When asked in casual conversation, I invariably say, "I work at the airport." When pushed, I admit: "I work for the Federal Aviation Administration. I'm an air traffic control specialist at the Flight Service station."
The phrase "air traffic control" gets their attention and usually draws an awed response. I feel like telling them, "Don't be too impressed...you don't know the half of it."
They keep wanting to envision me in a tower, pushing tin. When I explain what it is I actually do for a living, most people are either confused or disappointed. We have often joked that Flight Service is the Cinderella of the air traffic branch--no glory, just the drudgery of behind-the-scenes work. So most of us who end up here aren't looking for glory. We just want to do a good job.
This is what we do:
We take the official weather observation for Homer. You ever wonder why the weather is always reported from the airport? That's because the weather observer system--a joint project between the National Weather Service and the F.A.A.--was initially set up to provide weather information for mail planes. Part of our training and certification is in how to evaluate weather data: figuring dew points, estimating cloud heights and visiibilities, etc. We compile this data and send it out at least once an hour--more often if conditions are rapidly changing--transmitting it around the world so anyone anywhere can look on their computer and see what's happening at the Homer airport.
In addition to this, we give pilots weather briefings. This is a separate area of expertise--requiring yet more training and certification. We learn how to interpret text forecasts, weather maps and satellite photos in order to give pilots a fair idea of what conditions they can expect to encounter during their flights. Additionally, we give information on outages of navigational aids that may affect their flight, what runway conditions are like at the airport they are going to ("three inches of wet snow on the runway"), areas of restricted airspace due to fire-fighting activities, military training or security reasons and any reports that other pilots have passed along about the weather they encountered.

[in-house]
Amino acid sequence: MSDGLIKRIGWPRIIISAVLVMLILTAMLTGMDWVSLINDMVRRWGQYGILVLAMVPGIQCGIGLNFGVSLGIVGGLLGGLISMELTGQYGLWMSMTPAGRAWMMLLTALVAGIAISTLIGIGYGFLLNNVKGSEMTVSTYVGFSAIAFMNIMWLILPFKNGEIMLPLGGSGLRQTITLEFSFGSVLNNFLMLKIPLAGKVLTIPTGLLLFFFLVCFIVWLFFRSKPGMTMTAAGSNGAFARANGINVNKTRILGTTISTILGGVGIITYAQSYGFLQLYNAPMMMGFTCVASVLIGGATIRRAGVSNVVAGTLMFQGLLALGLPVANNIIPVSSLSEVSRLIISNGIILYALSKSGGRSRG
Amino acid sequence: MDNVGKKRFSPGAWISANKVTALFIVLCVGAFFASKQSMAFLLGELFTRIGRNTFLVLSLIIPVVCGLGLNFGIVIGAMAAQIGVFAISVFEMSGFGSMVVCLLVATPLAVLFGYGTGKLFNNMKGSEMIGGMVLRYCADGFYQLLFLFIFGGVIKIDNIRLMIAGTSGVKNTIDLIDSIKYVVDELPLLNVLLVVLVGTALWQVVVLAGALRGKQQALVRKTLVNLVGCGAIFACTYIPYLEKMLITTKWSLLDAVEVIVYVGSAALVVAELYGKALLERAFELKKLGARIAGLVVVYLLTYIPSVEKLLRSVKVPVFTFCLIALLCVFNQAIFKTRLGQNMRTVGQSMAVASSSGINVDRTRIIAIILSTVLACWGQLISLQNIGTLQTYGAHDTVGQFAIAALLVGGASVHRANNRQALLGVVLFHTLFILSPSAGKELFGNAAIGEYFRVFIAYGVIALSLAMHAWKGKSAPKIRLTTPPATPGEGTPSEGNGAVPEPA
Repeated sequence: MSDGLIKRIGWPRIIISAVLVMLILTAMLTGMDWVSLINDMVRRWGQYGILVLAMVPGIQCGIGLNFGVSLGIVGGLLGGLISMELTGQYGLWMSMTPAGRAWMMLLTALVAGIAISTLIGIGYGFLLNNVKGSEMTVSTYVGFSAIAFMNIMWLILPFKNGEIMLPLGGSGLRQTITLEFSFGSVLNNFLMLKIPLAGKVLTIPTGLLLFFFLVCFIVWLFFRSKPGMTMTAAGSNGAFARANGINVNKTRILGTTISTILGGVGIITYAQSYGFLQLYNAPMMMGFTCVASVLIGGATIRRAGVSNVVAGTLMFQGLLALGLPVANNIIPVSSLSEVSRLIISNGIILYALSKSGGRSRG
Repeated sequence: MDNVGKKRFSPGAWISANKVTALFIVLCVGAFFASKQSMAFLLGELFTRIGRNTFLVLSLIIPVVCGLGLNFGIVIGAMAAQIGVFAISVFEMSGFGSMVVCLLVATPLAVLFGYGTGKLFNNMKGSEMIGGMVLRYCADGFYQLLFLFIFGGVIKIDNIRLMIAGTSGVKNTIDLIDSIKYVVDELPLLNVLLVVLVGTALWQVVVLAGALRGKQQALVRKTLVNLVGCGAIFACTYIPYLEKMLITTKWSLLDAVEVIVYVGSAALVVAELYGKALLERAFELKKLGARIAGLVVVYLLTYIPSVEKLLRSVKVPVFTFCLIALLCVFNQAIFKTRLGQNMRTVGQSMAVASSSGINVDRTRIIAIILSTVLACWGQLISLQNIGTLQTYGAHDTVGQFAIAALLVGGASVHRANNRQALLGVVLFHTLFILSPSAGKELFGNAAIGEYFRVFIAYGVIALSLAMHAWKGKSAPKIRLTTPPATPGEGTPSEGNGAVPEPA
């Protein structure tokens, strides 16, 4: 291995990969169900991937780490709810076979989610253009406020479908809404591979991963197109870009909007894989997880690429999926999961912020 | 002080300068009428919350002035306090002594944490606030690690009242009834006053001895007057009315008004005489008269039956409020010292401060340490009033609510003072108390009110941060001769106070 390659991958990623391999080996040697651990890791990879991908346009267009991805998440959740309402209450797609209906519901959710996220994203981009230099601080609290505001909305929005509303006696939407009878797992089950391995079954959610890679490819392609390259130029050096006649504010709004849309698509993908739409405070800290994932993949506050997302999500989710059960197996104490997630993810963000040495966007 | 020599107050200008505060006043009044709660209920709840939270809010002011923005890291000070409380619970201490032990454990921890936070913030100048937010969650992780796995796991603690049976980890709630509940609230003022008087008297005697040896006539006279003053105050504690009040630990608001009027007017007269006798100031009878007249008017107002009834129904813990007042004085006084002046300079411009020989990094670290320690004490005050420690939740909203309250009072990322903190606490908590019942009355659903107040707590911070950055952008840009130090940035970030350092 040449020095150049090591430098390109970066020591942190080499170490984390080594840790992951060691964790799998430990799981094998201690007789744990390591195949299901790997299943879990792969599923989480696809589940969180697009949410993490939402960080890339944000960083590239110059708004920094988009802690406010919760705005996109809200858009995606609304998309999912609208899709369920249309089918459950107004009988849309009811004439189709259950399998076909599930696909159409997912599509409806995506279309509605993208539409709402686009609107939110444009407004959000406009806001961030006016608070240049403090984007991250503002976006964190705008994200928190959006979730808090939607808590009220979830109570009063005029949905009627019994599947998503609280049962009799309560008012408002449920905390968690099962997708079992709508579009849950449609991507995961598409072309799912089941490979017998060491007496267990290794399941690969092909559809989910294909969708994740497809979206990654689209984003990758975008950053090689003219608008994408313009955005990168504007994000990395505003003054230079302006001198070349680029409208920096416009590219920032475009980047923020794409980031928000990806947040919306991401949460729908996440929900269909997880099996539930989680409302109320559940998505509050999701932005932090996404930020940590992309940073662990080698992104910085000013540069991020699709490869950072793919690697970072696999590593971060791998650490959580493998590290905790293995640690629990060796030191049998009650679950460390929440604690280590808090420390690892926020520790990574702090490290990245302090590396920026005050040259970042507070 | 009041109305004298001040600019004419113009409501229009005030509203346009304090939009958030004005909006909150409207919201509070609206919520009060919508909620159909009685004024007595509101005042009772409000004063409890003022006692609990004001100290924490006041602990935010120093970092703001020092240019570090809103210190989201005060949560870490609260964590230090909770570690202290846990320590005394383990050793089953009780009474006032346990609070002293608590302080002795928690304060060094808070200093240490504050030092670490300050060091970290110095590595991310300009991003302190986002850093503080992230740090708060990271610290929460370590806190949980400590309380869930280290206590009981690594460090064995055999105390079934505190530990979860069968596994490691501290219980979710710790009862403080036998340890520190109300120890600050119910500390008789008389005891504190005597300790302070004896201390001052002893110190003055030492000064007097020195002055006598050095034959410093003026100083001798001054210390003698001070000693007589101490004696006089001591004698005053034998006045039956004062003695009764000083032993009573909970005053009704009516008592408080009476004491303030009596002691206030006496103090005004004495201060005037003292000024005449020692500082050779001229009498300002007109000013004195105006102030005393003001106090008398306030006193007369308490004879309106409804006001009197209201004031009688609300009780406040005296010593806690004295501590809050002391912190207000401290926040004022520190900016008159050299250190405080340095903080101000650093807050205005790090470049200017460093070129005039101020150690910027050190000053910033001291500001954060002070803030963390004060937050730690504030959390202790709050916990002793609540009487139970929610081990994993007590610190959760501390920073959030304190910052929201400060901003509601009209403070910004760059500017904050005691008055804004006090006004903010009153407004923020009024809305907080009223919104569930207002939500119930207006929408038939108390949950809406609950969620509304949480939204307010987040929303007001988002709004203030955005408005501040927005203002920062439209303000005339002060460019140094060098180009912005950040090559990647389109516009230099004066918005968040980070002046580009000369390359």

We provide this service both in person and over the phone to pilots planning flights, or via radio to pilots already en route. Frequently, pilots and others will just come in and want to hang out--waiting for the weather to improve or the latest reports to come in--and we let them do that as well.
Aside from having to know more about weather and what causes it than any normal person would want, we have an air traffic hat we wear (speaking figuritively, of course) that comprises the larger part of our workload.
Pilots are urged to file flight plans, detailing where they plan to go and how long it will take them. We are the people who take that information from them and pass it along to other Flight Service Stations. If the flight is just in our local area, we hold his or her flight plan ourselves. If the plane does not arrive where they said they would when they said they would, we are the folks who initiate the search and rescue process. It's like being a mother hen--we are constantly worrying that all the chicks won't be home on time.
While I'm wearing the data-passing hat, I'll tell you some of the other information we pass along via our inter-government message system. (We used to do this via teletypes--yes, really!--but now it is done on computers.)
Not only do we pass flight plans--and the associated search-and-rescue information if needed--on our computer messaging system, but also the runway condition information we get from the people charged with keeping the runways in good shape. These fall under the heading of NOTAMs (NOtices To AirMen in our acronym-rich jargon.) During snow season, we can be kept pretty busying updating this information for Homer and our satellite airports. "Homer Runway 3-21 has three inches of loose snow over ice, plowed fifty feet wide with four-foot snowbanks..." Outages of the navigational aids also fall into this category. "Homer's Kachemak Nondirectional Radio Beacon will be out-of-service this afternoon from three until five pm..."
We get advisories on earthquakes and possible tsunami warnings over this system as well. We have a list of local agencies to advise (before we close the station and head up the hill...)
There are also administrative messages that are usually of interest to no one but ourselves. "The next time someone is coming to Homer, can you bring some more paper and flight plan forms?"